sh is not a single shell. Rather, it is a specification with the POSIX operating system standard for how a shell should work. A script that targets this specification can be executed by any POSIX-compliant shell, such as
ashand its derivatives, such as
In a POSIX-compliant operating system, the path
/bin/sh refers to a POSIX-compliant shell. This is usually a shell that has features not found in the POSIX standard, but when run as
sh, will restrict itself to the POSIX-compliant subset of its features.
$ echo Hello, world! Hello, world!
$ printf 'Hello, world!\n' Hello, world!
As a file:
#!/bin/sh printf '%s\n' 'Hello, world!'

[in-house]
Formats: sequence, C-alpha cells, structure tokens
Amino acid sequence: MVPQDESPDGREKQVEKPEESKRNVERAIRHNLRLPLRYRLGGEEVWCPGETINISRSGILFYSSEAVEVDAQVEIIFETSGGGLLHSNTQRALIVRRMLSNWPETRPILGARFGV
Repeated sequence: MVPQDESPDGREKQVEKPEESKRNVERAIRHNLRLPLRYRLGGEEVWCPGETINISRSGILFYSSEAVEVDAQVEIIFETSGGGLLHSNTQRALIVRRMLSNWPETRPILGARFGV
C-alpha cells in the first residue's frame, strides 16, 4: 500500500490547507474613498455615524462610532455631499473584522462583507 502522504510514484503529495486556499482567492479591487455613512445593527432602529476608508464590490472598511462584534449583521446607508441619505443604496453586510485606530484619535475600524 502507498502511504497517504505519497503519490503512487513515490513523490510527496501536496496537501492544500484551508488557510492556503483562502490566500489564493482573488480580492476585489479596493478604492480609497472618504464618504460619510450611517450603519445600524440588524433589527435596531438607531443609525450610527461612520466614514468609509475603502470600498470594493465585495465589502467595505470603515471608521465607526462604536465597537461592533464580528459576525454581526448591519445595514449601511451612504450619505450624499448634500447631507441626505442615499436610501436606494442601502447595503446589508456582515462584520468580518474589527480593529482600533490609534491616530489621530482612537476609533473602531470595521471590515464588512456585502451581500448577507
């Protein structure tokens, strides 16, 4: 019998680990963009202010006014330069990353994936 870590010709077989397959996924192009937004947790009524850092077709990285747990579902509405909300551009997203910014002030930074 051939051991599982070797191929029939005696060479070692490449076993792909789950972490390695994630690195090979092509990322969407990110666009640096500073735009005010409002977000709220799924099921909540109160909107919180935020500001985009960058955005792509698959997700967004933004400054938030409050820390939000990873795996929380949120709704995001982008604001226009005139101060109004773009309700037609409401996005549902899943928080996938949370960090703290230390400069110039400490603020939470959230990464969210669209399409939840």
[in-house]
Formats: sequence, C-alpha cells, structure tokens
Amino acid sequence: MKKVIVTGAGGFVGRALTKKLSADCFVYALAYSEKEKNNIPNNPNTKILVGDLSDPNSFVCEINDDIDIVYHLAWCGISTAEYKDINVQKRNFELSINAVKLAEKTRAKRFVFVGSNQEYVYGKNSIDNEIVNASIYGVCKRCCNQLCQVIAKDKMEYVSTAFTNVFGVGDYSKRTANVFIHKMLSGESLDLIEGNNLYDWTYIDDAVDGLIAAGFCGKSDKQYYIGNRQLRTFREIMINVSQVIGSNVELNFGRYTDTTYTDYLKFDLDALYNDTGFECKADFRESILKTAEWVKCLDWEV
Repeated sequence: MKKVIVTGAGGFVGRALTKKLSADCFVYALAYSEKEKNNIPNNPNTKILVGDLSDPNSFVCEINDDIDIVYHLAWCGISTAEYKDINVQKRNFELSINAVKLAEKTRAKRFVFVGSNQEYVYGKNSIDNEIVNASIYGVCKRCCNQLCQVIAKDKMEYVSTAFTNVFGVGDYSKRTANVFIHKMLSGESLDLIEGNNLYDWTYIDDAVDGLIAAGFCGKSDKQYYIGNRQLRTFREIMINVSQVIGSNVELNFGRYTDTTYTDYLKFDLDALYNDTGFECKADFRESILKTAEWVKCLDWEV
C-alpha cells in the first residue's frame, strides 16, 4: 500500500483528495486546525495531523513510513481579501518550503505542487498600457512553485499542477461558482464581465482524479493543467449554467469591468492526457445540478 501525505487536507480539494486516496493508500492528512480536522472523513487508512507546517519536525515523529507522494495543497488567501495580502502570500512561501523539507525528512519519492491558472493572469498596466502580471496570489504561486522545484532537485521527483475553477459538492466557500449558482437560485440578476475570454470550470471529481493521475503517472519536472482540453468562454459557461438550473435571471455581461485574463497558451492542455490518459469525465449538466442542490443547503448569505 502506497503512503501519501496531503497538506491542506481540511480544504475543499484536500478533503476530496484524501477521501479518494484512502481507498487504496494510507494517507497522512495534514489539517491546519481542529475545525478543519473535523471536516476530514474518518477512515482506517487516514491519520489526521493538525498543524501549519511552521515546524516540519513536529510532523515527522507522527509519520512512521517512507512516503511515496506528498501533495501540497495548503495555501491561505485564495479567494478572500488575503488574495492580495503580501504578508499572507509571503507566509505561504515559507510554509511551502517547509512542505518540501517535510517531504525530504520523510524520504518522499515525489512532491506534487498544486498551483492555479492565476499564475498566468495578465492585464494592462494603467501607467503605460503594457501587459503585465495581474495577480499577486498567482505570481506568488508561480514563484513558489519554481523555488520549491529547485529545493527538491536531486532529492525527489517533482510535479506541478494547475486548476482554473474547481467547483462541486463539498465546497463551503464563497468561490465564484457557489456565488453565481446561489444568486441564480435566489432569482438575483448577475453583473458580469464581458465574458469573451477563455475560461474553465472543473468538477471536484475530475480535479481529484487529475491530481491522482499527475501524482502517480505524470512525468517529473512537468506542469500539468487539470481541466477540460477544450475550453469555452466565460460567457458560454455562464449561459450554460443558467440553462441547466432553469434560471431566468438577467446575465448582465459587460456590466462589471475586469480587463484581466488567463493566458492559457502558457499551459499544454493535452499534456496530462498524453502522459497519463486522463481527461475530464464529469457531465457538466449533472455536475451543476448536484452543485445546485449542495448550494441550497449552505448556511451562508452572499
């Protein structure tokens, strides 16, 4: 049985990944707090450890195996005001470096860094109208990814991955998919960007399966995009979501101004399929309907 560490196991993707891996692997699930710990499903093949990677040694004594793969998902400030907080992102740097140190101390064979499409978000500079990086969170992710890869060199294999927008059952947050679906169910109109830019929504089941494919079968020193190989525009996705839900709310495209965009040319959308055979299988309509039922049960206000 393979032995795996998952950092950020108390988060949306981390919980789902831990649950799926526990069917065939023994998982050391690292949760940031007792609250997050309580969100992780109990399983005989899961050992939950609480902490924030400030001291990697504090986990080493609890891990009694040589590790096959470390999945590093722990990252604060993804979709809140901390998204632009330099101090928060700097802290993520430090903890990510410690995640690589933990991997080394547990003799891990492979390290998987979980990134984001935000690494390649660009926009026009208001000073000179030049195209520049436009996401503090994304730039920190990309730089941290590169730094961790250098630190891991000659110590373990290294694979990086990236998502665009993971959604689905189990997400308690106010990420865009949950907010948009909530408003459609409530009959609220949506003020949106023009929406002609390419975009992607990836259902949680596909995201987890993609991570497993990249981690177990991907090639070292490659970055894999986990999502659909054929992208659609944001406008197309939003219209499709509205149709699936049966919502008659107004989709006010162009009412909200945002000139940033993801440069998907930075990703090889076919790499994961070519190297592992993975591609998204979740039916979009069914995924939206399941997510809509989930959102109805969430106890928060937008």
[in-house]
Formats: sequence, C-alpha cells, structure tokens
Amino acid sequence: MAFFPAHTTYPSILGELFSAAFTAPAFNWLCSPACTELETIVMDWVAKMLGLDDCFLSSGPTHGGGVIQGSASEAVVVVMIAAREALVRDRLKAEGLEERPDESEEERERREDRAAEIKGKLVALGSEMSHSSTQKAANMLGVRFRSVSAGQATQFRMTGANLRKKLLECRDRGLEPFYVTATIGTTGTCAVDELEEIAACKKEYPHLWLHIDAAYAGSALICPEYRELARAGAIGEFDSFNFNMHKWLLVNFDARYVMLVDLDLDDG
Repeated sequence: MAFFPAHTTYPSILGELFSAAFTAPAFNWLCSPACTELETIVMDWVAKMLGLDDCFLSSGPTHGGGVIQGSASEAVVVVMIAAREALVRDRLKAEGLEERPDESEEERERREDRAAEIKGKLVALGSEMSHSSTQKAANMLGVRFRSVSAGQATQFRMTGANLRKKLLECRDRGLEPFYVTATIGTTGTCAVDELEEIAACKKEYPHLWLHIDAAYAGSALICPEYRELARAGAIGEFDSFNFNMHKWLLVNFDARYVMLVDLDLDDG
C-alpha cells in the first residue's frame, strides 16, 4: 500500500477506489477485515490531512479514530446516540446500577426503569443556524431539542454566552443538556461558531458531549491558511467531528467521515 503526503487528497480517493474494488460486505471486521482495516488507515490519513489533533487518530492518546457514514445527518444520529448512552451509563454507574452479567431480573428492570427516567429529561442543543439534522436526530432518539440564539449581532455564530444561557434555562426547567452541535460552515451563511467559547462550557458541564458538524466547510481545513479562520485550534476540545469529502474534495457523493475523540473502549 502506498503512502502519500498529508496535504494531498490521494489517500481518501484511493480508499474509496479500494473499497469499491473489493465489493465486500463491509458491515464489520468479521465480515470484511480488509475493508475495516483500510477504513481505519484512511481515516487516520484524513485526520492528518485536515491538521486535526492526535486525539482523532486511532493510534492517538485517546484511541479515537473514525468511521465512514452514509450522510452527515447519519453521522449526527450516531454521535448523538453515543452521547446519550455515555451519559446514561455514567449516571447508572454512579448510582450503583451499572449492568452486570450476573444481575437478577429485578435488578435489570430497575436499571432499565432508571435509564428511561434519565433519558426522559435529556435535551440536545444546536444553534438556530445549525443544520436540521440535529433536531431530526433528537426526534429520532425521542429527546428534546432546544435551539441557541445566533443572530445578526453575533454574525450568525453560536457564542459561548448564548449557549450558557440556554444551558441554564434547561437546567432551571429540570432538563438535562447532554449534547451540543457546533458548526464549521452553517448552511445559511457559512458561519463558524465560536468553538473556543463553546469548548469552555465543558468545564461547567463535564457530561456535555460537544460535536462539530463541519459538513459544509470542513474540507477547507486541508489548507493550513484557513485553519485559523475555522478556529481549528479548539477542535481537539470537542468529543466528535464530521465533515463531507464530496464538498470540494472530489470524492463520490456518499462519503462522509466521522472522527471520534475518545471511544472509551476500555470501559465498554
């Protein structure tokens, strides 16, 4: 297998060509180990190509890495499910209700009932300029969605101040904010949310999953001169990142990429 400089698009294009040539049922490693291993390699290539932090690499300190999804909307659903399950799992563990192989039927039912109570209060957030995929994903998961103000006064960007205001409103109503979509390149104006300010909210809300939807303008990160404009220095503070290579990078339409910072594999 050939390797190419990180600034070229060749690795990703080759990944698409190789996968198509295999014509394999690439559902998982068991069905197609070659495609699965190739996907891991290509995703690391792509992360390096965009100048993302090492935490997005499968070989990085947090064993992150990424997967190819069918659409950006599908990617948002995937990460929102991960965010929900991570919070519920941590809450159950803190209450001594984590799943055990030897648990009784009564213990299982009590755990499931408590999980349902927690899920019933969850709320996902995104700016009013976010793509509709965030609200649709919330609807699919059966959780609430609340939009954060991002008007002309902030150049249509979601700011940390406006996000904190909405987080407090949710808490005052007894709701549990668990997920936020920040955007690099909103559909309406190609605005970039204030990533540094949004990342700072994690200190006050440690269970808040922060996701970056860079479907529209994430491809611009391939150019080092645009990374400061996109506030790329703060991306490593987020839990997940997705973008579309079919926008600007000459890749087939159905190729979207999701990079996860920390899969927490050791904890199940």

$ for shell in ash bash dash ksh ksh93 zsh; do > $shell -c "echo '\\\\'$shell'\\\\'" > done \\ash\\ \\bash\\ \dash\ \pdksh\ \\ksh93\\ \zsh\
'echo' can only be used consistently, across implementations, if its arguments do not contain any backslashes (reverse-solidi), and if the first argument does not start with a dash (hyphen-minus). Many implementations allow additional options, such as
-e, even though the only option allowed is
-n (see below).
If the first operand is -n, or if any of the operands contain a character, the results are implementation-defined.